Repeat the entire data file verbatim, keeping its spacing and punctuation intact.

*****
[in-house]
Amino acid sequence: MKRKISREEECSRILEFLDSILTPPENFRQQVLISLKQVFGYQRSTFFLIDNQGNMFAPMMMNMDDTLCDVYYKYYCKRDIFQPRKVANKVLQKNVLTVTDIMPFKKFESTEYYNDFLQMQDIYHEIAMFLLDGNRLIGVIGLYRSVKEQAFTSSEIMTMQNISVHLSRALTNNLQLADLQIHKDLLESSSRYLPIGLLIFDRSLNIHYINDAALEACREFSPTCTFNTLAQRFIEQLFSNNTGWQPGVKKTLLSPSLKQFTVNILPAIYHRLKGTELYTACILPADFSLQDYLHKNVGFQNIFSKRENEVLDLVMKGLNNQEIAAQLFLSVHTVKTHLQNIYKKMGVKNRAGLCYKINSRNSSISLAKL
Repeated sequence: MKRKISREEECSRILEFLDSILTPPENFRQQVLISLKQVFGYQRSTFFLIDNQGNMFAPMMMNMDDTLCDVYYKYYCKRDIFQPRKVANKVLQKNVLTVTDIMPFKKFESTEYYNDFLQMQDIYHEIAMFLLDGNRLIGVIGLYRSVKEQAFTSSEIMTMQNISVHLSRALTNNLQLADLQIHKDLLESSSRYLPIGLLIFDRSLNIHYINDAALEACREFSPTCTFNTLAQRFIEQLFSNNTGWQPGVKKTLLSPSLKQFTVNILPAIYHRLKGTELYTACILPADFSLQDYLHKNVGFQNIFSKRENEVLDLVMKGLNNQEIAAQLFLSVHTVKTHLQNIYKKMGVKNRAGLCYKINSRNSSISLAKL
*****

[in-house]
Amino acid sequence: MKRKISREEECSRILEFLDSILTPPENFRQQVLISLKQVFGYQRSTFFLIDNQGNMFAPMMMNMDDTLCDVYYKYYCKRDIFQPRKVANKVLQKNVLTVTDIMPFKKFESTEYYNDFLQMQDIYHEIAMFLLDGNRLIGVIGLYRSVKEQAFTSSEIMTMQNISVHLSRALTNNLQLADLQIHKDLLESSSRYLPIGLLIFDRSLNIHYINDAALEACREFSPTCTFNTLAQRFIEQLFSNNTGWQPGVKKTLLSPSLKQFTVNILPAIYHRLKGTELYTACILPADFSLQDYLHKNVGFQNIFSKRENEVLDLVMKGLNNQEIAAQLFLSVHTVKTHLQNIYKKMGVKNRAGLCYKINSRNSSISLAKL
Repeated sequence: MKRKISREEECSRILEFLDSILTPPENFRQQVLISLKQVFGYQRSTFFLIDNQGNMFAPMMMNMDDTLCDVYYKYYCKRDIFQPRKVANKVLQKNVLTVTDIMPFKKFESTEYYNDFLQMQDIYHEIAMFLLDGNRLIGVIGLYRSVKEQAFTSSEIMTMQNISVHLSRALTNNLQLADLQIHKDLLESSSRYLPIGLLIFDRSLNIHYINDAALEACREFSPTCTFNTLAQRFIEQLFSNNTGWQPGVKKTLLSPSLKQFTVNILPAIYHRLKGTELYTACILPADFSLQDYLHKNVGFQNIFSKRENEVLDLVMKGLNNQEIAAQLFLSVHTVKTHLQNIYKKMGVKNRAGLCYKINSRNSSISLAKL